The Minnesota Department of Transportation (MnDOT) is recommending that a bridge be built over a dangerous railroad crossing in Anoka where four young people were killed in a car-train crash in 2003.

On Wednesday, the agency released results of a 10-month study outlining recommendations for the bridge on Ferry Street just north of Hwy. 10.

According to MnDOT, about 18,300 vehicles cross the tracks and up to 80 trains traveling at speeds up to 75 miles per hour — an average of one every 24 minutes — pass through the at-grade crossing each day.

With crossing arms down frequently, traffic commonly backups onto nearby Hwy. 10 and sometimes as far back as Bunker Lake Blvd. Occasionally that leads motorists to drive around them, which is a safety concern, MnDOT said.

Additionally, the railroad tracks are higher than Ferry Street and form a hump in the roadway as it crosses the tracks. The crossing also has limited visibility and hidden driveway entrances located too close to the crossing which contribute to driver confusion and difficult or unsafe turning maneuvers when trains are present or approaching.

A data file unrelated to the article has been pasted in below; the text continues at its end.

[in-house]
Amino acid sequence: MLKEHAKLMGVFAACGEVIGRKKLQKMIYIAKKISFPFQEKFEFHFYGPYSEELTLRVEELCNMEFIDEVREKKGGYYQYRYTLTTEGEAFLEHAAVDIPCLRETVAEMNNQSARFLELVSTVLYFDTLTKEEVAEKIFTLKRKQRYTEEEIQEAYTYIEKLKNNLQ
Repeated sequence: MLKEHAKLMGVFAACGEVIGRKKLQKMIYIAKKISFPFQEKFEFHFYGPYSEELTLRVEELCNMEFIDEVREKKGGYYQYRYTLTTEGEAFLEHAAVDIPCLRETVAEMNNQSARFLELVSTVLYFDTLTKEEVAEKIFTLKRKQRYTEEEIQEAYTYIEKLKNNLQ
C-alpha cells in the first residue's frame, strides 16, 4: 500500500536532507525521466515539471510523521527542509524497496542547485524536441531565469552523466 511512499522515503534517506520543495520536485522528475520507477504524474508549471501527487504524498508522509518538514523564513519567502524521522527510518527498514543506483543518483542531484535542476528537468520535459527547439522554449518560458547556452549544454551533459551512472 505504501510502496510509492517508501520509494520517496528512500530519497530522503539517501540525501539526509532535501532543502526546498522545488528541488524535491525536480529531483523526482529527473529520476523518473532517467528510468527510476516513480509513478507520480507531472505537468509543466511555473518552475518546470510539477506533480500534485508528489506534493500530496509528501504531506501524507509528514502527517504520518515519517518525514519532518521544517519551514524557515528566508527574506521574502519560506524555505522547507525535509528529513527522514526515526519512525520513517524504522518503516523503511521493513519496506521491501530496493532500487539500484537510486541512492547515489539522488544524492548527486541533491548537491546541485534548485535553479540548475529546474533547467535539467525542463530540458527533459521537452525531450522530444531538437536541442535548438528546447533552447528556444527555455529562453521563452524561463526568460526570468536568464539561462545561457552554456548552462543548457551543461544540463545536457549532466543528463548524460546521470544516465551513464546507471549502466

Using a formula developed by the Texas Department of Transportation to review risks associated with highway-railroad crossings, the Ferry Street crossing was deemed one of the worst in the state, MnDOT said.

The crossing has been the site of major property damage crashes in 1972, 1973, 1976 and 1986, MnDOT said. In 2003, a teen driver collided with a train, resulting in the deaths of Brian Frazier, Corey Chase, Harry Rhoades Jr. and Bridgette Shannon.

The victims’ families sued Burlington Northern Santa Fe Railroad, and in 2013, after an 8-year legal battle, received an $29.1 million settlement from the railroad. A jury found the railroad 90 percent responsible for the crash, concluding that the signals failed to operate properly.

The MnDOT study looked at two alternatives. One called for building a bridge over the railroad or lowering the road beneath the railroad alignment. The study concluded that the best option would be a multi-span bridge over the railroad crossing. It would include two travel lanes with a multiuse trail on the east side. The bridge would be designed to allow for construction of an additional two lanes if Hwy. 47 is expanded in the future.

Funding for the bridge has not been secured.

Tim Harlow • 612-673-7768

Older Post

State trooper saves injured bald eagle in Wright County

Newer Post

Lyft confers awards on six metro area venues